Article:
What Can Sports Teach Us About Developing Young Talent?
Bill James, the father of the statistical revolution in baseball known as sabermetrics, had a thought-provoking piece published on Slate yesterday that asked, "Why are we so good at developing athletes and so lousy at developing writers?"
The piece, an excerpt from his new book, Solid Fool's Gold: Detours on the Way to Conventional Wisdom, arrives at the conclusion that U.S. society ends up prioritizing the development of athletes over virtually all other professions, and doesn't emphasize or encourage excellence in literature:
We are not so good at developing great writers, it is true, but why is this? It is simply because we don't need them. We still have Shakespeare. We still have Thomas Hardy and Charles Dickens and Robert Louis Stevenson; their books are still around. We don't genuinely need more literary geniuses. One can only read so many books in a lifetime. We need new athletes all the time because we need new games every day—fudging just a little on the definition of the word need. We like to have new games every day, and, if we are to have a constant and endless flow of games, we need a constant flow of athletes. We have gotten to be very, very good at developing the same.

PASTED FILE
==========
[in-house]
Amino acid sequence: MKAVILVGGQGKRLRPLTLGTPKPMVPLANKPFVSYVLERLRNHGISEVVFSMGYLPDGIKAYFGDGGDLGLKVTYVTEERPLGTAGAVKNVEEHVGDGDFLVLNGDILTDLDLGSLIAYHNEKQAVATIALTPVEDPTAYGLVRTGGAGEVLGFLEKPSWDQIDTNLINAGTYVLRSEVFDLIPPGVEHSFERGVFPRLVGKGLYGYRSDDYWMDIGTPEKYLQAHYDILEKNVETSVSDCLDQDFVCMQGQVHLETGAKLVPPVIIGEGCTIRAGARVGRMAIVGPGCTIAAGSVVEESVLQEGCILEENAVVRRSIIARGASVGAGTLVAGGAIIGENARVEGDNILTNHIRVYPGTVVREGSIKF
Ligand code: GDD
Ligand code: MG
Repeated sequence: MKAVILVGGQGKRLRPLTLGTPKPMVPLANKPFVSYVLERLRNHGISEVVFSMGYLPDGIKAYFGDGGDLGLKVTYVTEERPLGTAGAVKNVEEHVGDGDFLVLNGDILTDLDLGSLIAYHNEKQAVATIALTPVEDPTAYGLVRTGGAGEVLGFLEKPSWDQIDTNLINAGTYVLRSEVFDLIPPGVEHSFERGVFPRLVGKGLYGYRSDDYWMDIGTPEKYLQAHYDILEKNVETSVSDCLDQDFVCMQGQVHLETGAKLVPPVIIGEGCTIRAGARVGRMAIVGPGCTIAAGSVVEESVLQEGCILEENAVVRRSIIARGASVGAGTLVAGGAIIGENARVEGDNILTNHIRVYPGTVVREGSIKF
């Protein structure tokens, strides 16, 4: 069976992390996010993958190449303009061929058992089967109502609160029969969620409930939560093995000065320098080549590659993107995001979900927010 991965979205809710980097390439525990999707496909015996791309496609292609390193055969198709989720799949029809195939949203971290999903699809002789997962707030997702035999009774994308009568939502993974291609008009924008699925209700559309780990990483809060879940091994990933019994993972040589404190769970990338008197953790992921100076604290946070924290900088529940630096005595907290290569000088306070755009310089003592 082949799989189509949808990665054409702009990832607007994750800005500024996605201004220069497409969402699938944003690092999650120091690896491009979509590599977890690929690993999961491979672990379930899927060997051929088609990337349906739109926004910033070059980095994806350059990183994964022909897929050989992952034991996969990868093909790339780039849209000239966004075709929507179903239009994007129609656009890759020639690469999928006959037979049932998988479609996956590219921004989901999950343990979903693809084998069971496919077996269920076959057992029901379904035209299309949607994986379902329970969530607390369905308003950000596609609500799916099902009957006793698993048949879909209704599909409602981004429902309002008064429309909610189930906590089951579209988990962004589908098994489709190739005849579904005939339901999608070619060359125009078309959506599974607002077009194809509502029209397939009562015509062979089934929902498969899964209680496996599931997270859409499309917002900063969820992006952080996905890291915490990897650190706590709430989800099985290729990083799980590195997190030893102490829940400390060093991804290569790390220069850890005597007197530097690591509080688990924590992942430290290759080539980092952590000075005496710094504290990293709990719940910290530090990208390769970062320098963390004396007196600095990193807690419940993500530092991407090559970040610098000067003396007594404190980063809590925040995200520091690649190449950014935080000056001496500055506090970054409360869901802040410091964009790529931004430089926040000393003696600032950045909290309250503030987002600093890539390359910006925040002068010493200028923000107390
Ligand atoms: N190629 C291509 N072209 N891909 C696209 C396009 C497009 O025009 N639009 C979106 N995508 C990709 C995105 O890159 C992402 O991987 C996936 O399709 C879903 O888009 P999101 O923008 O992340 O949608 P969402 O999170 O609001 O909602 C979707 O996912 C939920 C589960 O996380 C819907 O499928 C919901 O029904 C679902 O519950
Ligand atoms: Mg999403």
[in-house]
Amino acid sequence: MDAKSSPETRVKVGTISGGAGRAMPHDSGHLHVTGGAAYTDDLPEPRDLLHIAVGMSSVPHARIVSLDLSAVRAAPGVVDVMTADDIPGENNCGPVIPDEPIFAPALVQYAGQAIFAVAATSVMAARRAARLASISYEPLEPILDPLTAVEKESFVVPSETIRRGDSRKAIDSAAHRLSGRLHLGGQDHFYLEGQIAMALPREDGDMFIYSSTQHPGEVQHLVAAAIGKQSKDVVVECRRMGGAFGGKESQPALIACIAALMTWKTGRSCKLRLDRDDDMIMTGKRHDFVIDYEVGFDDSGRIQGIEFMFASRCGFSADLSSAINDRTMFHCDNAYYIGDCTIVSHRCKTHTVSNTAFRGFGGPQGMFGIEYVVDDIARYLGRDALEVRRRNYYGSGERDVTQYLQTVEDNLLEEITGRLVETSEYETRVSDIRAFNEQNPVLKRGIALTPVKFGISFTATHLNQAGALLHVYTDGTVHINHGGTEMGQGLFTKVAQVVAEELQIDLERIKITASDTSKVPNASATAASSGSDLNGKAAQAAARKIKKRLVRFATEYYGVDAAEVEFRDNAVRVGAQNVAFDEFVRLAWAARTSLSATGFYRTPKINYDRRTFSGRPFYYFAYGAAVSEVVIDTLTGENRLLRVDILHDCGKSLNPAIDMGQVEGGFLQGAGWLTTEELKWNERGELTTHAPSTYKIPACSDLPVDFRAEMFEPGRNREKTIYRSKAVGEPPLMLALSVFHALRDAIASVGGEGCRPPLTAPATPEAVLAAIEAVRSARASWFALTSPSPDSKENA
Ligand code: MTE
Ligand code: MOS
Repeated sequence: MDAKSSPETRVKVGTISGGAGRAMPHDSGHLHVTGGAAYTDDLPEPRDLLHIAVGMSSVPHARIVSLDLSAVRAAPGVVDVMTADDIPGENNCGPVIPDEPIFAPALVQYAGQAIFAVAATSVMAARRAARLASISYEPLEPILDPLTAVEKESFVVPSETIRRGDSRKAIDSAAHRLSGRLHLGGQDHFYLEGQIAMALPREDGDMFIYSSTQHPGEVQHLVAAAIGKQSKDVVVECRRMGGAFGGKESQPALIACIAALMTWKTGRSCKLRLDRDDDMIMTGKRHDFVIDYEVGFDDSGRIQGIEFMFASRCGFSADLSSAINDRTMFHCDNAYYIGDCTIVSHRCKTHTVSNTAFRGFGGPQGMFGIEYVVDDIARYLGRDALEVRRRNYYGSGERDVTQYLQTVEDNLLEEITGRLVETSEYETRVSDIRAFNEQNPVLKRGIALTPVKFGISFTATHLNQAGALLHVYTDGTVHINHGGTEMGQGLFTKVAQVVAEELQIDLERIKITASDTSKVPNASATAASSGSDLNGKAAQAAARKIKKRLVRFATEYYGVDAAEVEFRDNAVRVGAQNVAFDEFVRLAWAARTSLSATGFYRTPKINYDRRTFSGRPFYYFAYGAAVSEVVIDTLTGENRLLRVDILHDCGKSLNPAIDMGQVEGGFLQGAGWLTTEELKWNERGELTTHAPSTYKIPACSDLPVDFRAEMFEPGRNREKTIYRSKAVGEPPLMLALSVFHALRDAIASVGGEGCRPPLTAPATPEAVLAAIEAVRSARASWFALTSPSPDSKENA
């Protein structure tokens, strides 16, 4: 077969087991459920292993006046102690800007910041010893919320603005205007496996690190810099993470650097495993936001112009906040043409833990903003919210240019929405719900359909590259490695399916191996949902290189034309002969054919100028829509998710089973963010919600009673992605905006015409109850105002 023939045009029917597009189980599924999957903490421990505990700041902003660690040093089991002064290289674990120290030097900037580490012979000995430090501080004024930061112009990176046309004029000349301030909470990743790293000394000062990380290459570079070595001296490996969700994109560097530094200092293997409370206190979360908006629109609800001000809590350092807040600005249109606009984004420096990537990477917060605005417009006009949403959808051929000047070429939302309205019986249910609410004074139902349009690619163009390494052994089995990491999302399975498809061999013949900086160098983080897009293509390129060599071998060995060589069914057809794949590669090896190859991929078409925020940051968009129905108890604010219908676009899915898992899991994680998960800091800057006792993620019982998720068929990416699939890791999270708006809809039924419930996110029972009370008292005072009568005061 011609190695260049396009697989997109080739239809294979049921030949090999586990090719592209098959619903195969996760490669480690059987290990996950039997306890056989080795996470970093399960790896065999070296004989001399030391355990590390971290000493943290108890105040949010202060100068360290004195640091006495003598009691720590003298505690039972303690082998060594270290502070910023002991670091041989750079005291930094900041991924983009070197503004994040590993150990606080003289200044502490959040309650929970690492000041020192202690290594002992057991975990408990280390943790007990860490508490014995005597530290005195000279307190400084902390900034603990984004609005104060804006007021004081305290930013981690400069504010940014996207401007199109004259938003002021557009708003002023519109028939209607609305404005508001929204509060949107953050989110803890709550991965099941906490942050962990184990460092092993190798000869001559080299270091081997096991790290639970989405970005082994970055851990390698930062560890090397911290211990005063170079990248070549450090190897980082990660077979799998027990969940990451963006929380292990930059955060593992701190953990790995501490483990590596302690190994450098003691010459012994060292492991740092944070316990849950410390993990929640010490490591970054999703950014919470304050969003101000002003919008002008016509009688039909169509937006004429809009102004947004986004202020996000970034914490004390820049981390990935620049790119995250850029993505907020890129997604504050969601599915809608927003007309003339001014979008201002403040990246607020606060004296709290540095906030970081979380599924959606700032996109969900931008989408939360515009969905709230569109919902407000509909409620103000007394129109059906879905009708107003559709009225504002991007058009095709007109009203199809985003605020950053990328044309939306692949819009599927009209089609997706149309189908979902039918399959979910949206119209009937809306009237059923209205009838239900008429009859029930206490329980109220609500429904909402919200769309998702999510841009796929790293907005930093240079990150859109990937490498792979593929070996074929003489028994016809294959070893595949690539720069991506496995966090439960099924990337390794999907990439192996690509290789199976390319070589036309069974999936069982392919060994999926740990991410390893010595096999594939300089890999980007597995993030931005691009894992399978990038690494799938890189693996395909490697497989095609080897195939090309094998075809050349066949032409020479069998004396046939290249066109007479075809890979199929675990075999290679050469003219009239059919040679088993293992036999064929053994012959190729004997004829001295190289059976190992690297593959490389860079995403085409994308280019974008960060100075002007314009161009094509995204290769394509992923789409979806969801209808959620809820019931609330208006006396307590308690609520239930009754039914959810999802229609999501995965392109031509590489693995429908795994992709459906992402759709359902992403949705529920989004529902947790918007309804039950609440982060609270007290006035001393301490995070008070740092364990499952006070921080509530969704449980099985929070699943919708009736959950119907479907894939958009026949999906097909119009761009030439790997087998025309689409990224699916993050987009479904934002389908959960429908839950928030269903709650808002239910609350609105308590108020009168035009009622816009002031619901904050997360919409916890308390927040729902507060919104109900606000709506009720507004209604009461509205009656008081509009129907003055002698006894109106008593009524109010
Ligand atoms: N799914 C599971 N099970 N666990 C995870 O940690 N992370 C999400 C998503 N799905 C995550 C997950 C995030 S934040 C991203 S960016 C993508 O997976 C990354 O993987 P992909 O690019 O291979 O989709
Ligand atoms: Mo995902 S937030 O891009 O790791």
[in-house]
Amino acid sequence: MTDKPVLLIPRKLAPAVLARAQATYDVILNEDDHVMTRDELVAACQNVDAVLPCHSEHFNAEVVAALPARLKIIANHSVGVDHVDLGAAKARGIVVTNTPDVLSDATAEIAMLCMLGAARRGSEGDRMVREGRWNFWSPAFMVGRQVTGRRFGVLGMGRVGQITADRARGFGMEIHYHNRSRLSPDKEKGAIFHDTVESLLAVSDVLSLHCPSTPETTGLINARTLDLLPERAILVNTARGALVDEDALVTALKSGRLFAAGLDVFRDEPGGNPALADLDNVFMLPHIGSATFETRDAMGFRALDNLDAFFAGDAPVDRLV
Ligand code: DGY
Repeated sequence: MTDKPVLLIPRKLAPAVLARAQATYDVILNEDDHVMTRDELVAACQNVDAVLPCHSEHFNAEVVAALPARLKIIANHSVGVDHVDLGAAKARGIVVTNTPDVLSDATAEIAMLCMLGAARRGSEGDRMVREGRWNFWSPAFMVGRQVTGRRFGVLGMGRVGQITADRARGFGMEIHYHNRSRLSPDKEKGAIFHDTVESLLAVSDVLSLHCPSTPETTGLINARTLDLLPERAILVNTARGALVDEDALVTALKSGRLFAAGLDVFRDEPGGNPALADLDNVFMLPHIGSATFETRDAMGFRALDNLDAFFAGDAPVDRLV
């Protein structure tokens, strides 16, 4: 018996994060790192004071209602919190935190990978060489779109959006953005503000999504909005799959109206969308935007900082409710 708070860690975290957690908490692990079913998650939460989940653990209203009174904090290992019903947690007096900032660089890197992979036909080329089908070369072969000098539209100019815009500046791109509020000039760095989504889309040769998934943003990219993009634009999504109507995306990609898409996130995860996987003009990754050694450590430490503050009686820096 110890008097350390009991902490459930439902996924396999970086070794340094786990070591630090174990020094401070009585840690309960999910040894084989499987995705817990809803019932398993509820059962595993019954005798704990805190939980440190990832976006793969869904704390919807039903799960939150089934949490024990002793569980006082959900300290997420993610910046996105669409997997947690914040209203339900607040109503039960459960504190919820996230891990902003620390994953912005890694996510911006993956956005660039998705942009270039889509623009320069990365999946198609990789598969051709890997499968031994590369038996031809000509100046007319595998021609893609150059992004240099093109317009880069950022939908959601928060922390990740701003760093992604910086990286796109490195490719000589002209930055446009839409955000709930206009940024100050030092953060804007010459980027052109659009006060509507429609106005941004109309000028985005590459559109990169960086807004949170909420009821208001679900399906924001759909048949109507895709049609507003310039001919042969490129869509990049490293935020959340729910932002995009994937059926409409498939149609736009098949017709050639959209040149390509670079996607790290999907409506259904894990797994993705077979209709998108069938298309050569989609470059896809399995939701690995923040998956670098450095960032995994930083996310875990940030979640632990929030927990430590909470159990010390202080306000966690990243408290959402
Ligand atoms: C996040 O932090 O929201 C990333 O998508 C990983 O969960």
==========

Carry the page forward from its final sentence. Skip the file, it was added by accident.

Long story short: Remember all those supply and demand lessons from econ class? High-caliber athletes are in constant demand in the U.S., whereas we're already pretty set with our supply of literary geniuses.
James continues by suggesting that American society could actually learn from the sporting world how to develop talent. He identifies four key reasons why American society develops athletes well: 1) Athletes are given the opportunity to compete at a young age; 2) We recognize athletic ability at a young age; 3) We reward young athletes' successes; and 4) Athletes get paid for potential, "rather than simply paying them once they get to be among the best in the world" (the pay model excellent writers often must endure).
But James also notes that the sporting world "gets criticized constantly" for this method of talent development, saying, "People get squeamish about young people being 'too competitive,' as if somehow this would damage their tender souls, and complain about the 'undue attention' that is focused on young athletes."
He concludes the piece with this thought:
... there are so many people pushing to get to the top in sports that 100 people are crushed for each one who breaks through. This is unfortunate. We are very good at producing athletes, and maybe we are too good at producing athletes. Sometimes the cost is too high. We should do more to develop the next Shakespeare and less to develop the next Justin Verlander.
But this situation is not a failing of the sporting world. Rather, it is that the rest of society has been too proud to follow our lead.